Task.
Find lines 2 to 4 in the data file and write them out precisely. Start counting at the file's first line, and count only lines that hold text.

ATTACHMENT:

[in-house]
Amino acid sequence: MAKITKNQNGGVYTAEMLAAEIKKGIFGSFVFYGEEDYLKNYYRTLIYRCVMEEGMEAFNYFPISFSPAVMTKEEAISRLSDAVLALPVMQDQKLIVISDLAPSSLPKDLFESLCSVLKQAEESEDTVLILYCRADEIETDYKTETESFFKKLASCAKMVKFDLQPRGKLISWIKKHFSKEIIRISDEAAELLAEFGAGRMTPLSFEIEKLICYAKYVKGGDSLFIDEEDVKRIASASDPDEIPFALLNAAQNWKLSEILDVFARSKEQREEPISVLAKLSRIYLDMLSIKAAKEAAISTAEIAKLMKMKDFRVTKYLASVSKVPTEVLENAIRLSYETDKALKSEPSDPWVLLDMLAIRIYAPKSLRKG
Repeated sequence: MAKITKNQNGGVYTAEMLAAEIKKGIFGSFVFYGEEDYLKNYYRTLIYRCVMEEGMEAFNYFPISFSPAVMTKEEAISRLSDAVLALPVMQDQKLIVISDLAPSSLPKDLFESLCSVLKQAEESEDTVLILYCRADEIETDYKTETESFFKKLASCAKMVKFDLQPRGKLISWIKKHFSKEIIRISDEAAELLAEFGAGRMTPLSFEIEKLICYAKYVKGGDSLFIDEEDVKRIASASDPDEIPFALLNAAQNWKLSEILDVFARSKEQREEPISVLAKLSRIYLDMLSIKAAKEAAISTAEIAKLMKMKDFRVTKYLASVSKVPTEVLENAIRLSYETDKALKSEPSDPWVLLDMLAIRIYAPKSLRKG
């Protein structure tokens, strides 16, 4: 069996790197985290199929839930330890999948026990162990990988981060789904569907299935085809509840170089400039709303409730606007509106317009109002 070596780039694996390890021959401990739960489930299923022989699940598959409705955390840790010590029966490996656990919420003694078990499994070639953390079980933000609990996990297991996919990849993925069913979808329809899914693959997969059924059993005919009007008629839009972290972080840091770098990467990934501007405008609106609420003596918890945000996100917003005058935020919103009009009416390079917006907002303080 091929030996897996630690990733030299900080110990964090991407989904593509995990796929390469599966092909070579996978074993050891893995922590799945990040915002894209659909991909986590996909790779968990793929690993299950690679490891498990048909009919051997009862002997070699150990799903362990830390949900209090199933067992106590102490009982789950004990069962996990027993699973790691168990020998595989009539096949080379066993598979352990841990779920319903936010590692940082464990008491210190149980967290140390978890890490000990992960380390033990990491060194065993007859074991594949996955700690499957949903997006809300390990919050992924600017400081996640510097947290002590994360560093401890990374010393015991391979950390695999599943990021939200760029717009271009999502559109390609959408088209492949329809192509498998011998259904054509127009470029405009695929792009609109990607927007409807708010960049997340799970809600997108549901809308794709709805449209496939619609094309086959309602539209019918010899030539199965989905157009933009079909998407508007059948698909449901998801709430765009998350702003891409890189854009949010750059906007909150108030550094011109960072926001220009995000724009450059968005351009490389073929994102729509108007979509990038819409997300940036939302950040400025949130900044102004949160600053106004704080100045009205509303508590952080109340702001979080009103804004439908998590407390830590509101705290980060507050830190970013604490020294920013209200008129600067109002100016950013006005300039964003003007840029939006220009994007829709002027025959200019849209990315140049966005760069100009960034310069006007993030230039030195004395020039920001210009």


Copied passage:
Amino acid sequence: MAKITKNQNGGVYTAEMLAAEIKKGIFGSFVFYGEEDYLKNYYRTLIYRCVMEEGMEAFNYFPISFSPAVMTKEEAISRLSDAVLALPVMQDQKLIVISDLAPSSLPKDLFESLCSVLKQAEESEDTVLILYCRADEIETDYKTETESFFKKLASCAKMVKFDLQPRGKLISWIKKHFSKEIIRISDEAAELLAEFGAGRMTPLSFEIEKLICYAKYVKGGDSLFIDEEDVKRIASASDPDEIPFALLNAAQNWKLSEILDVFARSKEQREEPISVLAKLSRIYLDMLSIKAAKEAAISTAEIAKLMKMKDFRVTKYLASVSKVPTEVLENAIRLSYETDKALKSEPSDPWVLLDMLAIRIYAPKSLRKG
Repeated sequence: MAKITKNQNGGVYTAEMLAAEIKKGIFGSFVFYGEEDYLKNYYRTLIYRCVMEEGMEAFNYFPISFSPAVMTKEEAISRLSDAVLALPVMQDQKLIVISDLAPSSLPKDLFESLCSVLKQAEESEDTVLILYCRADEIETDYKTETESFFKKLASCAKMVKFDLQPRGKLISWIKKHFSKEIIRISDEAAELLAEFGAGRMTPLSFEIEKLICYAKYVKGGDSLFIDEEDVKRIASASDPDEIPFALLNAAQNWKLSEILDVFARSKEQREEPISVLAKLSRIYLDMLSIKAAKEAAISTAEIAKLMKMKDFRVTKYLASVSKVPTEVLENAIRLSYETDKALKSEPSDPWVLLDMLAIRIYAPKSLRKG
């Protein structure tokens, strides 16, 4: 069996790197985290199929839930330890999948026990162990990988981060789904569907299935085809509840170089400039709303409730606007509106317009109002 070596780039694996390890021959401990739960489930299923022989699940598959409705955390840790010590029966490996656990919420003694078990499994070639953390079980933000609990996990297991996919990849993925069913979808329809899914693959997969059924059993005919009007008629839009972290972080840091770098990467990934501007405008609106609420003596918890945000996100917003005058935020919103009009009416390079917006907002303080 091929030996897996630690990733030299900080110990964090991407989904593509995990796929390469599966092909070579996978074993050891893995922590799945990040915002894209659909991909986590996909790779968990793929690993299950690679490891498990048909009919051997009862002997070699150990799903362990830390949900209090199933067992106590102490009982789950004990069962996990027993699973790691168990020998595989009539096949080379066993598979352990841990779920319903936010590692940082464990008491210190149980967290140390978890890490000990992960380390033990990491060194065993007859074991594949996955700690499957949903997006809300390990919050992924600017400081996640510097947290002590994360560093401890990374010393015991391979950390695999599943990021939200760029717009271009999502559109390609959408088209492949329809192509498998011998259904054509127009470029405009695929792009609109990607927007409807708010960049997340799970809600997108549901809308794709709805449209496939619609094309086959309602539209019918010899030539199965989905157009933009079909998407508007059948698909449901998801709430765009998350702003891409890189854009949010750059906007909150108030550094011109960072926001220009995000724009450059968005351009490389073929994102729509108007979509990038819409997300940036939302950040400025949130900044102004949160600053106004704080100045009205509303508590952080109340702001979080009103804004439908998590407390830590509101705290980060507050830190970013604490020294920013209200008129600067109002100016950013006005300039964003003007840029939006220009994007829709002027025959200019849209990315140049966005760069100009960034310069006007993030230039030195004395020039920001210009």